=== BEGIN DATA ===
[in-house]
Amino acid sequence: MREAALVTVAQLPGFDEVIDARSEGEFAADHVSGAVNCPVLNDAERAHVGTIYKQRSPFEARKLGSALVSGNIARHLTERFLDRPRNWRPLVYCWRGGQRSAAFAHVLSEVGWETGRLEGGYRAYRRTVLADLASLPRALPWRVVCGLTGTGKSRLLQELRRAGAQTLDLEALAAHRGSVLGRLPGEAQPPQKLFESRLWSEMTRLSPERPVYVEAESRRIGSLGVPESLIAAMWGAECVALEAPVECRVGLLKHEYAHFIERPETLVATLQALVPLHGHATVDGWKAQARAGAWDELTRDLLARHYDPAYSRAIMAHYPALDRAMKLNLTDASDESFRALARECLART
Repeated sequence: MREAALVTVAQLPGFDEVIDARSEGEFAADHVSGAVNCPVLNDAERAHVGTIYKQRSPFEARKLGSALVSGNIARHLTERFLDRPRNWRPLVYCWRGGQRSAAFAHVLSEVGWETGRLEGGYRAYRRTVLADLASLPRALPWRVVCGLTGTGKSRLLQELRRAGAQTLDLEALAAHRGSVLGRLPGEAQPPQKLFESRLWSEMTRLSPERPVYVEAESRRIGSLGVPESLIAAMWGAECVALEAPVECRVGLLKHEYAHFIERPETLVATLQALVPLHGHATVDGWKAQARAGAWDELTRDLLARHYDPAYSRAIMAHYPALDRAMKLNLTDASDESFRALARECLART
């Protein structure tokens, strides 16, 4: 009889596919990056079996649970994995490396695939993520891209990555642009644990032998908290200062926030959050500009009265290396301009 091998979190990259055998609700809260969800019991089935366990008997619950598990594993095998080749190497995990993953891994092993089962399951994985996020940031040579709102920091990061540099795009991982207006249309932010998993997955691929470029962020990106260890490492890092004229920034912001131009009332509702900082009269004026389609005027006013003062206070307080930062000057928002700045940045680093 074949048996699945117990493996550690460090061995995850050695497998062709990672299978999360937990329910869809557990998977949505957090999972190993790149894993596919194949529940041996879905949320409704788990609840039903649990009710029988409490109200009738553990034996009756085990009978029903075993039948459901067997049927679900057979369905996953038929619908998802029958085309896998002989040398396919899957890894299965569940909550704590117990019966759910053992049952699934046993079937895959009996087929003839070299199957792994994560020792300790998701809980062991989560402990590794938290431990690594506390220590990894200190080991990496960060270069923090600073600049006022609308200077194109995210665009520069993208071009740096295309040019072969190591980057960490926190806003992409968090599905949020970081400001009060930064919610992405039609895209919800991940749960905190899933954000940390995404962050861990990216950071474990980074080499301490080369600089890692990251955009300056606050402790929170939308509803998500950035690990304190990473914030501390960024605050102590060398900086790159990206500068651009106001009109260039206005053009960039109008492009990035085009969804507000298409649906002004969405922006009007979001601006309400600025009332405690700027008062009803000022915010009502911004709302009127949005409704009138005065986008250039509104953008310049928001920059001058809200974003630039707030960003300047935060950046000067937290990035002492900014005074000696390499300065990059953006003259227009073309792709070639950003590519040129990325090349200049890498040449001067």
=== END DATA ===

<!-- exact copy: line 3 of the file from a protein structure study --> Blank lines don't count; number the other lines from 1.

Repeated sequence: MREAALVTVAQLPGFDEVIDARSEGEFAADHVSGAVNCPVLNDAERAHVGTIYKQRSPFEARKLGSALVSGNIARHLTERFLDRPRNWRPLVYCWRGGQRSAAFAHVLSEVGWETGRLEGGYRAYRRTVLADLASLPRALPWRVVCGLTGTGKSRLLQELRRAGAQTLDLEALAAHRGSVLGRLPGEAQPPQKLFESRLWSEMTRLSPERPVYVEAESRRIGSLGVPESLIAAMWGAECVALEAPVECRVGLLKHEYAHFIERPETLVATLQALVPLHGHATVDGWKAQARAGAWDELTRDLLARHYDPAYSRAIMAHYPALDRAMKLNLTDASDESFRALARECLART